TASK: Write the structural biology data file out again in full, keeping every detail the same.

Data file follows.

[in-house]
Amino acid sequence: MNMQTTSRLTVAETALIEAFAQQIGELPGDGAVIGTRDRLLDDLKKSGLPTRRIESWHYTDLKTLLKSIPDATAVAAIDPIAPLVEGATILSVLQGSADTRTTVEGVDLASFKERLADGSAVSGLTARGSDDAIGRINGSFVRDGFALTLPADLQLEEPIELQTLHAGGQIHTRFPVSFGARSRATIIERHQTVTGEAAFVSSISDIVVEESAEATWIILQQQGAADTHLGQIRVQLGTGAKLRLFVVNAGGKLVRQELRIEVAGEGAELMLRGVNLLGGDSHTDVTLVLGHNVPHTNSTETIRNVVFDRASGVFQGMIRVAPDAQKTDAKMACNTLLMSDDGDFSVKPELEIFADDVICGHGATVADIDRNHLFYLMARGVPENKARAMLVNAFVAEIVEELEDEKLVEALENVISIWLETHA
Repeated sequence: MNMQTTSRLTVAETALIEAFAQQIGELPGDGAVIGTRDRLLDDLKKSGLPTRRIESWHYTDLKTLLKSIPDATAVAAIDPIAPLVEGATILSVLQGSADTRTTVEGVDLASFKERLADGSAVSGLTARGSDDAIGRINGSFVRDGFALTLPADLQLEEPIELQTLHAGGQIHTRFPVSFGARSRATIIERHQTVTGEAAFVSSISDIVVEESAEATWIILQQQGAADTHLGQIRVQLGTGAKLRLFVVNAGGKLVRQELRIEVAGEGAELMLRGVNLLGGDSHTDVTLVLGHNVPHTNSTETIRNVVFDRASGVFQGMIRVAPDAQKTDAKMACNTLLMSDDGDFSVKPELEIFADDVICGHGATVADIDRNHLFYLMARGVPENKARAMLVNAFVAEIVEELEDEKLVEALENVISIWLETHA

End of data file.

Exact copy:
[in-house]
Amino acid sequence: MNMQTTSRLTVAETALIEAFAQQIGELPGDGAVIGTRDRLLDDLKKSGLPTRRIESWHYTDLKTLLKSIPDATAVAAIDPIAPLVEGATILSVLQGSADTRTTVEGVDLASFKERLADGSAVSGLTARGSDDAIGRINGSFVRDGFALTLPADLQLEEPIELQTLHAGGQIHTRFPVSFGARSRATIIERHQTVTGEAAFVSSISDIVVEESAEATWIILQQQGAADTHLGQIRVQLGTGAKLRLFVVNAGGKLVRQELRIEVAGEGAELMLRGVNLLGGDSHTDVTLVLGHNVPHTNSTETIRNVVFDRASGVFQGMIRVAPDAQKTDAKMACNTLLMSDDGDFSVKPELEIFADDVICGHGATVADIDRNHLFYLMARGVPENKARAMLVNAFVAEIVEELEDEKLVEALENVISIWLETHA
Repeated sequence: MNMQTTSRLTVAETALIEAFAQQIGELPGDGAVIGTRDRLLDDLKKSGLPTRRIESWHYTDLKTLLKSIPDATAVAAIDPIAPLVEGATILSVLQGSADTRTTVEGVDLASFKERLADGSAVSGLTARGSDDAIGRINGSFVRDGFALTLPADLQLEEPIELQTLHAGGQIHTRFPVSFGARSRATIIERHQTVTGEAAFVSSISDIVVEESAEATWIILQQQGAADTHLGQIRVQLGTGAKLRLFVVNAGGKLVRQELRIEVAGEGAELMLRGVNLLGGDSHTDVTLVLGHNVPHTNSTETIRNVVFDRASGVFQGMIRVAPDAQKTDAKMACNTLLMSDDGDFSVKPELEIFADDVICGHGATVADIDRNHLFYLMARGVPENKARAMLVNAFVAEIVEELEDEKLVEALENVISIWLETHA